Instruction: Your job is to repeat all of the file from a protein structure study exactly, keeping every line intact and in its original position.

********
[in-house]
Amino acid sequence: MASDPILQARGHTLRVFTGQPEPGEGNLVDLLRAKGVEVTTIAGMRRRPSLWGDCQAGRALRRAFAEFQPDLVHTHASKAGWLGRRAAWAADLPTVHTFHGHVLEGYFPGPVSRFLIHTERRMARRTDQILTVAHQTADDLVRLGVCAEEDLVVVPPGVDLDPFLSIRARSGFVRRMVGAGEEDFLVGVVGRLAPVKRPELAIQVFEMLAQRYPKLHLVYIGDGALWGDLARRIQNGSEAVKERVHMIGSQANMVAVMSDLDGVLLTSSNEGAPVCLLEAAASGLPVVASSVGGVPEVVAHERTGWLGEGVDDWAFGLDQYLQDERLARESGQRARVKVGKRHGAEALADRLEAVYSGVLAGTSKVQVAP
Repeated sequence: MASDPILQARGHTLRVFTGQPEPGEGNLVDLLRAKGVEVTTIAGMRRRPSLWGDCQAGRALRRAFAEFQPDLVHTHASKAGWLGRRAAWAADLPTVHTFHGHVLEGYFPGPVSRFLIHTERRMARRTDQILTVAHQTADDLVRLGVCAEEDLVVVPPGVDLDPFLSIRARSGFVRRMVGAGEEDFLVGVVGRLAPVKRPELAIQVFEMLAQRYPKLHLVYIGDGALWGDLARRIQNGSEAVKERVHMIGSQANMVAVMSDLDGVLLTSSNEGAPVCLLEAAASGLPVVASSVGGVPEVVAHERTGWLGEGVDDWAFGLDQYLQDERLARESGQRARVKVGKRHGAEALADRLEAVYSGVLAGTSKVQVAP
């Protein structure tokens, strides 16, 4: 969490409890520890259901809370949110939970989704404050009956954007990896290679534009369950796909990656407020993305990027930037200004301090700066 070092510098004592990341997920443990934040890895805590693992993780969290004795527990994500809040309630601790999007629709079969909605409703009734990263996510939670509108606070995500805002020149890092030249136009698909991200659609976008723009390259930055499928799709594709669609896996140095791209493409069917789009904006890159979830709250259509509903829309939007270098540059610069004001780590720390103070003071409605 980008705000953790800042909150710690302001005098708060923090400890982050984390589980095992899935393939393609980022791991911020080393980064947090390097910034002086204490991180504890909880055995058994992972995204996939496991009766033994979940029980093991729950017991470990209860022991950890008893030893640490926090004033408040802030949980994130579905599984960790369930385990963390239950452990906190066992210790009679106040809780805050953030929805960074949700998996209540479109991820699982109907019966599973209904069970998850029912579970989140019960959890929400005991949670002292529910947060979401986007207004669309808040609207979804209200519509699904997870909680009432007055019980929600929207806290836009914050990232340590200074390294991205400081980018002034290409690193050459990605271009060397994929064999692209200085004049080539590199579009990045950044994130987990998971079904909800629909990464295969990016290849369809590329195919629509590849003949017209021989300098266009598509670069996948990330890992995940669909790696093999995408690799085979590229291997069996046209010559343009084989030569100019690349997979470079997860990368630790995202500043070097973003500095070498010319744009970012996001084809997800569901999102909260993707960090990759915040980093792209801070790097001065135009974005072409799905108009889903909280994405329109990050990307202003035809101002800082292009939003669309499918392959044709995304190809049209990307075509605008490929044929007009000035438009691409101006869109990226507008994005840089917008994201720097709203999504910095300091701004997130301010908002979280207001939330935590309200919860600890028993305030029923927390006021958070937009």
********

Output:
[in-house]
Amino acid sequence: MASDPILQARGHTLRVFTGQPEPGEGNLVDLLRAKGVEVTTIAGMRRRPSLWGDCQAGRALRRAFAEFQPDLVHTHASKAGWLGRRAAWAADLPTVHTFHGHVLEGYFPGPVSRFLIHTERRMARRTDQILTVAHQTADDLVRLGVCAEEDLVVVPPGVDLDPFLSIRARSGFVRRMVGAGEEDFLVGVVGRLAPVKRPELAIQVFEMLAQRYPKLHLVYIGDGALWGDLARRIQNGSEAVKERVHMIGSQANMVAVMSDLDGVLLTSSNEGAPVCLLEAAASGLPVVASSVGGVPEVVAHERTGWLGEGVDDWAFGLDQYLQDERLARESGQRARVKVGKRHGAEALADRLEAVYSGVLAGTSKVQVAP
Repeated sequence: MASDPILQARGHTLRVFTGQPEPGEGNLVDLLRAKGVEVTTIAGMRRRPSLWGDCQAGRALRRAFAEFQPDLVHTHASKAGWLGRRAAWAADLPTVHTFHGHVLEGYFPGPVSRFLIHTERRMARRTDQILTVAHQTADDLVRLGVCAEEDLVVVPPGVDLDPFLSIRARSGFVRRMVGAGEEDFLVGVVGRLAPVKRPELAIQVFEMLAQRYPKLHLVYIGDGALWGDLARRIQNGSEAVKERVHMIGSQANMVAVMSDLDGVLLTSSNEGAPVCLLEAAASGLPVVASSVGGVPEVVAHERTGWLGEGVDDWAFGLDQYLQDERLARESGQRARVKVGKRHGAEALADRLEAVYSGVLAGTSKVQVAP
């Protein structure tokens, strides 16, 4: 969490409890520890259901809370949110939970989704404050009956954007990896290679534009369950796909990656407020993305990027930037200004301090700066 070092510098004592990341997920443990934040890895805590693992993780969290004795527990994500809040309630601790999007629709079969909605409703009734990263996510939670509108606070995500805002020149890092030249136009698909991200659609976008723009390259930055499928799709594709669609896996140095791209493409069917789009904006890159979830709250259509509903829309939007270098540059610069004001780590720390103070003071409605 980008705000953790800042909150710690302001005098708060923090400890982050984390589980095992899935393939393609980022791991911020080393980064947090390097910034002086204490991180504890909880055995058994992972995204996939496991009766033994979940029980093991729950017991470990209860022991950890008893030893640490926090004033408040802030949980994130579905599984960790369930385990963390239950452990906190066992210790009679106040809780805050953030929805960074949700998996209540479109991820699982109907019966599973209904069970998850029912579970989140019960959890929400005991949670002292529910947060979401986007207004669309808040609207979804209200519509699904997870909680009432007055019980929600929207806290836009914050990232340590200074390294991205400081980018002034290409690193050459990605271009060397994929064999692209200085004049080539590199579009990045950044994130987990998971079904909800629909990464295969990016290849369809590329195919629509590849003949017209021989300098266009598509670069996948990330890992995940669909790696093999995408690799085979590229291997069996046209010559343009084989030569100019690349997979470079997860990368630790995202500043070097973003500095070498010319744009970012996001084809997800569901999102909260993707960090990759915040980093792209801070790097001065135009974005072409799905108009889903909280994405329109990050990307202003035809101002800082292009939003669309499918392959044709995304190809049209990307075509605008490929044929007009000035438009691409101006869109990226507008994005840089917008994201720097709203999504910095300091701004997130301010908002979280207001939330935590309200919860600890028993305030029923927390006021958070937009």